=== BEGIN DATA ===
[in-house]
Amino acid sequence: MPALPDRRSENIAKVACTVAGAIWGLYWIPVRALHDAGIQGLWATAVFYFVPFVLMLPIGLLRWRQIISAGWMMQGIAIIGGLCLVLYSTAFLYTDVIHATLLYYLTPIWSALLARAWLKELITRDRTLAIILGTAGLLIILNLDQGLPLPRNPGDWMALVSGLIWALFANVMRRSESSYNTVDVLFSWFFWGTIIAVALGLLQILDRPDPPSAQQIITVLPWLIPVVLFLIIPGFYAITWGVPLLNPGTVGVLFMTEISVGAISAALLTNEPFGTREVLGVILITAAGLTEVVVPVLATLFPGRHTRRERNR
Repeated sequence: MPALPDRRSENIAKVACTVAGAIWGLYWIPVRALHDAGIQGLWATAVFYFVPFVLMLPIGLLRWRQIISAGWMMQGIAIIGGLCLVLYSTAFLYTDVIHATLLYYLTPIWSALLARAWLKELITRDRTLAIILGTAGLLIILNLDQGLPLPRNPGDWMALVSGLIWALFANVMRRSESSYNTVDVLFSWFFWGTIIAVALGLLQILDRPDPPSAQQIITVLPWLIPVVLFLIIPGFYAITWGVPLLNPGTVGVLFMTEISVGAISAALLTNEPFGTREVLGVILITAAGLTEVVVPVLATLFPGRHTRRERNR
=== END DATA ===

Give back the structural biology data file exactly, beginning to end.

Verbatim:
[in-house]
Amino acid sequence: MPALPDRRSENIAKVACTVAGAIWGLYWIPVRALHDAGIQGLWATAVFYFVPFVLMLPIGLLRWRQIISAGWMMQGIAIIGGLCLVLYSTAFLYTDVIHATLLYYLTPIWSALLARAWLKELITRDRTLAIILGTAGLLIILNLDQGLPLPRNPGDWMALVSGLIWALFANVMRRSESSYNTVDVLFSWFFWGTIIAVALGLLQILDRPDPPSAQQIITVLPWLIPVVLFLIIPGFYAITWGVPLLNPGTVGVLFMTEISVGAISAALLTNEPFGTREVLGVILITAAGLTEVVVPVLATLFPGRHTRRERNR
Repeated sequence: MPALPDRRSENIAKVACTVAGAIWGLYWIPVRALHDAGIQGLWATAVFYFVPFVLMLPIGLLRWRQIISAGWMMQGIAIIGGLCLVLYSTAFLYTDVIHATLLYYLTPIWSALLARAWLKELITRDRTLAIILGTAGLLIILNLDQGLPLPRNPGDWMALVSGLIWALFANVMRRSESSYNTVDVLFSWFFWGTIIAVALGLLQILDRPDPPSAQQIITVLPWLIPVVLFLIIPGFYAITWGVPLLNPGTVGVLFMTEISVGAISAALLTNEPFGTREVLGVILITAAGLTEVVVPVLATLFPGRHTRRERNR